HTML and CSS Reference
In-Depth Information
computers to forget all stored information (not just forms, but also cookies, bookmarks, history, and other
potentially private data) between browser restarts.
Search your HTML pages for autocomplete="off" . This can appear on the form element or on individual input
elements. When you find it, consider whether this is really appropriate.
Some forms really do expect different input each time. For instance, the main query field in a search engine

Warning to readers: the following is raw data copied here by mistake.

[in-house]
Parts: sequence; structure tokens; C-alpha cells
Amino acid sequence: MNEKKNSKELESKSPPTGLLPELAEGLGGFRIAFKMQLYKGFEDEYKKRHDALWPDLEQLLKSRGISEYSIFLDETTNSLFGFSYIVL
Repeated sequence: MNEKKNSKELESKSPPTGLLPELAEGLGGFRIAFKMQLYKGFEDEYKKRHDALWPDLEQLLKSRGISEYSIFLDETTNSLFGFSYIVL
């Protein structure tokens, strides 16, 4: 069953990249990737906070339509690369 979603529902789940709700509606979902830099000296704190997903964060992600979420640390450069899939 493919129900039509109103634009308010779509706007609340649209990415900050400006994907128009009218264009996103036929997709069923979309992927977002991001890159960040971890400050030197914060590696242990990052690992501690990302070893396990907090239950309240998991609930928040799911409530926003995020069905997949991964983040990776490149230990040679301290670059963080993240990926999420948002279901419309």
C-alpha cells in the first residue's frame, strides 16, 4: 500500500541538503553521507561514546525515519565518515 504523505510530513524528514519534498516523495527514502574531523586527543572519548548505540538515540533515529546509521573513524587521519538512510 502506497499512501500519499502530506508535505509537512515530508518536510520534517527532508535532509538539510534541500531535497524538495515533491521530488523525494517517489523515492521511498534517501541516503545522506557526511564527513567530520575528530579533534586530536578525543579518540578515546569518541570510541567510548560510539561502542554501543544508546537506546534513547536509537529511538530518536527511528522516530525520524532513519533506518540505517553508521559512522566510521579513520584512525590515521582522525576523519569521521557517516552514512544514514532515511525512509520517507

likely doesn't see a lot of repeated content from the same user, or at least not enough to make autocomplete
helpful. Most users search for something different every time they visit. These forms may legitimately use
autocomplete="off" . Therefore, you should not perform a blanket search and replace that removes all
autocomplete="off" attributes.
However, in the vast majority of cases, autocomplete="off" merely inconveniences users for little or no good
reason. If you're in doubt, remove it. The user never has to use autocompletion, but should not be prevented
from doing so by the server's whim.
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